Restore: the hips program

learning how-to hip hinge and deadlift 

Taking the next step: Progressing the Hip hinge

Now that we’ve reviewed a neutral spine and how to brace effectively, basic bridging and the clam, AND covered the basic hip-hinge – we can now progress to the next level with our hip training and learning.  What’s that next step?

Moving into a more functional hip hinged position that will set up a bilateral and single-leg dead-lift – and along with it, a host of other increasingly dynamically challenging exercises – such as the Three Exercise Hip Series that is part of this program.

As you learn and practice, remember that deadlifting is in and of itself, a GREAT exercise to build tremendous hip and leg strength!  At the bottom of this page, you’ll find a video of a deadlifting class I held at our old Pursuit facility. If you’re interested in learning more, check it out!

Beyond being a great exercise in and of itself to get stronger, it is also a terrific exercise to pattern skills that will transfer beautifully to other exercises to come in this program. 

Use this deadlift, for BOTH purposes – to train for stability and strength gains, AND to progress skills!

As you watch the video and learn – take short breaks to actually PRACTICE the skills.  Keep coming back to the video as often as you need to, to keep learning and grooving the groove!

Retain all of the skills you learned in Step 1, while progressing to this more advanced skill. 

To accelerate your progress in this program, you MUST strike the RIGHT BALANCE between grooving the basics and challenging yourself – “dancing on the edge of your ability” – to progress your skills and strength. It’s a fine, but important line. 

Not sure what I mean? 

Well, think of it this way.  We can fall into ONE of TWO categories of athletes. 

Category 1: 

1. …struggles with the same exercise, for weeks and months, and never gets “it” to where we want or need it to be!

We fail to peel back to a level we can perform perfectly, and then from there, take consistent baby steps forward, very gradually adding more load to make it very gradually harder and/or more challenging. Instead, we try to “jump” to a much more advanced level, or expect large improvements over short periods of time, get frustrated as a result, and end up plateauing.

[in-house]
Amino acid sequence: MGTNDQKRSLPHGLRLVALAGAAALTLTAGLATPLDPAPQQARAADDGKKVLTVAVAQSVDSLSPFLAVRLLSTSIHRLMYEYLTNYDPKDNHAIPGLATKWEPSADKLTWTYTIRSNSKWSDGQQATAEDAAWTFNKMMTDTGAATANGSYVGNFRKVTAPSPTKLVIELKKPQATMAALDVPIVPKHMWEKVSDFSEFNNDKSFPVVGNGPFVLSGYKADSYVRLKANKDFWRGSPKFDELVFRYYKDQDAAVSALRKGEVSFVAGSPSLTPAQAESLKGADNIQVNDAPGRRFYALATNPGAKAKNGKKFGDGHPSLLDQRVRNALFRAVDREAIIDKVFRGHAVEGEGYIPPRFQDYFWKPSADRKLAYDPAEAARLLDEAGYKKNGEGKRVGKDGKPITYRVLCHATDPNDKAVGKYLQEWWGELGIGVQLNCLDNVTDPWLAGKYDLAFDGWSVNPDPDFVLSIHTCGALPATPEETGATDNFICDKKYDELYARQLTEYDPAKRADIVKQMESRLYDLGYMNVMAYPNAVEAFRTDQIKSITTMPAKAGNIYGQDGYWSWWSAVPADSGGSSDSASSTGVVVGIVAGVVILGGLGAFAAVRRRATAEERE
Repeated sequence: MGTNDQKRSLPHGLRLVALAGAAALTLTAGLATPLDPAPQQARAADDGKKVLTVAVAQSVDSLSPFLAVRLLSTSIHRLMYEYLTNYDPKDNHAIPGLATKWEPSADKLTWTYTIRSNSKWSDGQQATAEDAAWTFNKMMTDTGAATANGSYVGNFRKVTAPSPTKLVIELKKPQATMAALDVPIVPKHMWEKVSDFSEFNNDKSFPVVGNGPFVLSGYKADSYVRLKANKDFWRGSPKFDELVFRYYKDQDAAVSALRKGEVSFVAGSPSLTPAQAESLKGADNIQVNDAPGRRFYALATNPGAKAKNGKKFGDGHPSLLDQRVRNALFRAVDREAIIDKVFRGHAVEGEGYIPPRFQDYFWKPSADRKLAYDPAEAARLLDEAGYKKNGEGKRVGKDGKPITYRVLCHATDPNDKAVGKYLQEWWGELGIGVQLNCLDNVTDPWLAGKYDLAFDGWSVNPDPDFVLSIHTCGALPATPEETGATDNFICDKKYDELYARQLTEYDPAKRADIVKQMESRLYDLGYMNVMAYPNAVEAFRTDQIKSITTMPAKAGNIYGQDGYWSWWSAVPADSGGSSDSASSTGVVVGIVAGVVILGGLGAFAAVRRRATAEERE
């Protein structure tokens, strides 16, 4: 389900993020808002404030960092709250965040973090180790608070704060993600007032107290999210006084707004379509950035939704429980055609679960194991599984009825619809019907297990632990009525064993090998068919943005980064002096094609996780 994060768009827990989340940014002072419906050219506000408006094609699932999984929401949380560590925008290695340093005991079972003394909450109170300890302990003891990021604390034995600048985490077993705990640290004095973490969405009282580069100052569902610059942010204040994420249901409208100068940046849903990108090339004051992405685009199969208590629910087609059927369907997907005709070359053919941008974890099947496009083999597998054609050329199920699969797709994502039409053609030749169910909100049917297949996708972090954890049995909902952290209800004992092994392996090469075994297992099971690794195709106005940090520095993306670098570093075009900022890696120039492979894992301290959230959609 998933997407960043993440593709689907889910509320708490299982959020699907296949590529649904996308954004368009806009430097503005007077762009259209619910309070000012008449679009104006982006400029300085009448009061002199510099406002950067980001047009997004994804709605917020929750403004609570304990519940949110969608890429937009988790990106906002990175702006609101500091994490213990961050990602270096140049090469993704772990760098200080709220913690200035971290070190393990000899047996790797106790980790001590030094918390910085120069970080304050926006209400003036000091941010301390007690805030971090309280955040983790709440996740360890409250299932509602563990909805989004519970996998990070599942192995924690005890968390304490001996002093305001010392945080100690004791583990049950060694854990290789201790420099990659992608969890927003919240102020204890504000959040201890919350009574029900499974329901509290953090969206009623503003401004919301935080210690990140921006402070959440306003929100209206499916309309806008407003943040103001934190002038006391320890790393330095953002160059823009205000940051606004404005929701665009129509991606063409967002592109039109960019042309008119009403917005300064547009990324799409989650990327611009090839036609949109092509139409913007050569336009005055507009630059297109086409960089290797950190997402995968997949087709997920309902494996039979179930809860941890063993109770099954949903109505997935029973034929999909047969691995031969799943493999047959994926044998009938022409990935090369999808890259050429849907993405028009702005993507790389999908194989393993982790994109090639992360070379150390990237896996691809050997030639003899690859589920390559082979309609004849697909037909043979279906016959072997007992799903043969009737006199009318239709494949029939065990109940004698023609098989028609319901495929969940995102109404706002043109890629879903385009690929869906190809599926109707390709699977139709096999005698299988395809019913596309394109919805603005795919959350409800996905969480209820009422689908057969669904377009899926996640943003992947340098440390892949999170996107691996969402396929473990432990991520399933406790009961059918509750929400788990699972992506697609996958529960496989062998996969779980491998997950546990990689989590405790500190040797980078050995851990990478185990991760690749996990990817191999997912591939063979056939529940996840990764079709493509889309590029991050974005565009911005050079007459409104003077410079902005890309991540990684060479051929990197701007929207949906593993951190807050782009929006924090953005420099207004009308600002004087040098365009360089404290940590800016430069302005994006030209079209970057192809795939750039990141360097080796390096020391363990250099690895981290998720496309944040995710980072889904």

The secret is accountability and baby steps. Consistently each and every time you train. No, the process isn’t always linear, (ebb and flow, peaks and valleys – that’s just the way it is!), but you need to be moving ahead consistently… by day, week by week, month by month, year by year.

It helps greatly to keep accurate training logs, recording reps, sets, load, and progression. There’s an old saying in business: what ISN’T recorded or tracked, remains the same or worse, and certainly doesn’t improve. Track it. Monitor it. Hold yourself, and it, accountable.

Category 2: 

2. …gets impatient and blows through “easier” versions or more basic training fundamentals, to get to the “good stuff,” e.g. the more advanced training.

Folks who fall into this category haven’t embraced the process and aren’t fully present where they ARE, at that moment. They’re trying to get “somewhere,” and feel the faster they push forward, the faster they’ll get to where they want to go (rarely works that way).

These folks will buy every gadget, or toy, or tool, that they can, to short circuit the process of improving. Aero wheels, new running shoes, a lighter bike, etc., etc….

Of course, they can’t wait to grab, or get on that advanced training tool (such as the aforementioned kettlebell swing) and get after it, often before fundamental skills are in place.

These folks tend to spend a lot of time in and out of cycles of injury. They rest from running for a few days or weeks, and then as soon as they return to it (Once the pain has gone away), they’re right back at the track or hitting the hills, to “get the fitness” back.

The “right” middle ground is taking each day as it comes, peeling back when necessary, and progressing when possible.

At the “core” of this approach is to commit to MASTERY OF THE BASICS AND FUNDAMENTALS.

When the basics are skipped over and not mastered, more advanced quality progression becomes virtually impossible…

In this next video, we will go through a basic 2-leg hip-hinge – deadlift learning/training session to “groove” the groove with the hip-hinge and basic 2-leg deadlift.

You have the option of using a KB, DB, or a RESISTANCE Band. Follow along!